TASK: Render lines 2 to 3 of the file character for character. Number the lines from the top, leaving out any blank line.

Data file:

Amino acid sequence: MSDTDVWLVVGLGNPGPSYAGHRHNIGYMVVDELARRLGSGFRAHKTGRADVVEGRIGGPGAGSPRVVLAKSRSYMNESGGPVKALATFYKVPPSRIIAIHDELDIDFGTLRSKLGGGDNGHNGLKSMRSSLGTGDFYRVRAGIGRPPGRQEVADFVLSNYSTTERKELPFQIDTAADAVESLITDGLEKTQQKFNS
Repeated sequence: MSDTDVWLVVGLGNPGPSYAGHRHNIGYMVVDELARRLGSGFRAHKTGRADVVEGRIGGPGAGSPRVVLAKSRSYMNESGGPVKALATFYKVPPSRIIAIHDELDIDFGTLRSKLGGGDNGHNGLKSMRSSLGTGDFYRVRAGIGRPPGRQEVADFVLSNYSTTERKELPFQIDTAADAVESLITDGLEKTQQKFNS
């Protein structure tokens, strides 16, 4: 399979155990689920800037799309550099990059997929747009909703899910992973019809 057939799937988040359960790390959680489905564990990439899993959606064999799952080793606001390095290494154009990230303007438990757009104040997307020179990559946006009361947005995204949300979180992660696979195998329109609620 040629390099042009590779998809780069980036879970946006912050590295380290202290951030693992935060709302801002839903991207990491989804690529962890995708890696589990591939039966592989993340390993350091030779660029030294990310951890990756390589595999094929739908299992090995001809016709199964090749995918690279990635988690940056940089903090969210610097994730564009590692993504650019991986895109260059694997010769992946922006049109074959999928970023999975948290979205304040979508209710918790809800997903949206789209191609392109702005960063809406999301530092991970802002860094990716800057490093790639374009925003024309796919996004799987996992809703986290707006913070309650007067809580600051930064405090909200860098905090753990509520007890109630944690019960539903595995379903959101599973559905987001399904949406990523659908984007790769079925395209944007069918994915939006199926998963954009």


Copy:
Repeated sequence: MSDTDVWLVVGLGNPGPSYAGHRHNIGYMVVDELARRLGSGFRAHKTGRADVVEGRIGGPGAGSPRVVLAKSRSYMNESGGPVKALATFYKVPPSRIIAIHDELDIDFGTLRSKLGGGDNGHNGLKSMRSSLGTGDFYRVRAGIGRPPGRQEVADFVLSNYSTTERKELPFQIDTAADAVESLITDGLEKTQQKFNS
């Protein structure tokens, strides 16, 4: 399979155990689920800037799309550099990059997929747009909703899910992973019809 057939799937988040359960790390959680489905564990990439899993959606064999799952080793606001390095290494154009990230303007438990757009104040997307020179990559946006009361947005995204949300979180992660696979195998329109609620 040629390099042009590779998809780069980036879970946006912050590295380290202290951030693992935060709302801002839903991207990491989804690529962890995708890696589990591939039966592989993340390993350091030779660029030294990310951890990756390589595999094929739908299992090995001809016709199964090749995918690279990635988690940056940089903090969210610097994730564009590692993504650019991986895109260059694997010769992946922006049109074959999928970023999975948290979205304040979508209710918790809800997903949206789209191609392109702005960063809406999301530092991970802002860094990716800057490093790639374009925003024309796919996004799987996992809703986290707006913070309650007067809580600051930064405090909200860098905090753990509520007890109630944690019960539903595995379903959101599973559905987001399904949406990523659908984007790769079925395209944007069918994915939006199926998963954009």